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The Protease Inhibitor CI2c Gene Induced by Bird Cherry-Oat Aphid in Barley Inhibits Green Peach Aphid Fecundity in Transgenic Arabidopsis
Stockholm University, Faculty of Science, Department of Ecology, Environment and Plant Sciences.
Stockholm University, Faculty of Science, Department of Ecology, Environment and Plant Sciences.
Stockholm University, Faculty of Science, Department of Ecology, Environment and Plant Sciences.
Stockholm University, Faculty of Science, Department of Ecology, Environment and Plant Sciences.
Number of Authors: 42017 (English)In: International Journal of Molecular Sciences, ISSN 1422-0067, E-ISSN 1422-0067, Vol. 18, no 6, article id 1317Article in journal (Refereed) Published
Abstract [en]

Aphids are phloem feeders that cause large damage globally as pest insects. They induce a variety of responses in the host plant, but not much is known about which responses are promoting or inhibiting aphid performance. Here, we investigated whether one of the responses induced in barley by the cereal aphid, bird cherry-oat aphid (Rhopalosiphum padi L.) affects aphid performance in the model plant Arabidopsis thaliana L. A barley cDNA encoding the protease inhibitor CI2c was expressed in A. thaliana and aphid performance was studied using the generalist green peach aphid (Myzus persicae Sulzer). There were no consistent effects on aphid settling or preference or on parameters of life span and long-term fecundity. However, short-term tests with apterous adult aphids showed lower fecundity on three of the transgenic lines, as compared to on control plants. This effect was transient, observed on days 5 to 7, but not later. The results suggest that the protease inhibitor is taken up from the tissue during probing and weakly inhibits fecundity by an unknown mechanism. The study shows that a protease inhibitor induced in barley by an essentially monocot specialist aphid can inhibit a generalist aphid in transgenic Arabidopsis.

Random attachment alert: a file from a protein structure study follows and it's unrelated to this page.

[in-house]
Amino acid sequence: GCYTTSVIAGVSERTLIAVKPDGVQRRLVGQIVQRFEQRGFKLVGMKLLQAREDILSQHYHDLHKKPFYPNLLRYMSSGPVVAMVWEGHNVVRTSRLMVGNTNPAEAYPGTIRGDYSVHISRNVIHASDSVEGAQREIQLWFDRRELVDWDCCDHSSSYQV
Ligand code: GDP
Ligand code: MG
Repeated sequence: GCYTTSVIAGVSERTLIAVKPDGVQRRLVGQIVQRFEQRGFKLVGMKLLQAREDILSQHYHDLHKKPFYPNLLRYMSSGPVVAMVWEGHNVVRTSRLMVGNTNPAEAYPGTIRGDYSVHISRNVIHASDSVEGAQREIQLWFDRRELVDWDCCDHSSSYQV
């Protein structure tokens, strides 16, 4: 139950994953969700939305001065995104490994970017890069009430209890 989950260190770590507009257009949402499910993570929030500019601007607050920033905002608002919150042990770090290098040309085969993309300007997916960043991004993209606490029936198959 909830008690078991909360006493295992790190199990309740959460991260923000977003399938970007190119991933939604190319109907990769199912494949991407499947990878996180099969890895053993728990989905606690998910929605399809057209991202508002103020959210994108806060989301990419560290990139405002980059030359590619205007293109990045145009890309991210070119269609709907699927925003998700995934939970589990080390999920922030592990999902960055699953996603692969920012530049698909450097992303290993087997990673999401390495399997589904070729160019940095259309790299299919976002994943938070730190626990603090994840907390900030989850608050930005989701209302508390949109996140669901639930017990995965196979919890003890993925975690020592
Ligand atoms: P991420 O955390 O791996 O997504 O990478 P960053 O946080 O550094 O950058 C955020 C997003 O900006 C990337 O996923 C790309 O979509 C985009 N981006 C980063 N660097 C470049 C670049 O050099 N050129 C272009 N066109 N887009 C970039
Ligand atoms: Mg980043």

Place, publisher, year, edition, pages
2017. Vol. 18, no 6, article id 1317
Keywords [en]
aphid resistance, serine protease inhibitor, Myzus persicae
National Category
Biological Sciences
Research subject
Plant Physiology
Identifiers
URN: urn:nbn:se:su:diva-145231DOI: 10.3390/ijms18061317ISI: 000404581500214OAI: oai:DiVA.org:su-145231DiVA, id: diva2:1128762
Available from: 2017-07-28 Created: 2017-07-28 Last updated: 2018-02-20Bibliographically approved
In thesis
1. Barley defense genes against aphids
Open this publication in new window or tab >>Barley defense genes against aphids
2018 (English)Doctoral thesis, comprehensive summary (Other academic)
Abstract [en]

Aphids are insect pests with major importance worldwide. By feeding from plant phloem, they directly withdraw nutrients. The feeding injury is often visible in the form of leaf rolling, chlorosis, necrosis or plant deformation. Their pest status is attributed also to vectoring of plant viruses. Aphid infestation on crop plants is currently managed with the use of pesticides, which may pose a threat to the environment. An alternative approach would be to identify and characterize genetic factors contributing to aphid resistance, as well as agents inducing resistance, with the intention to use this knowledge in breeding programs.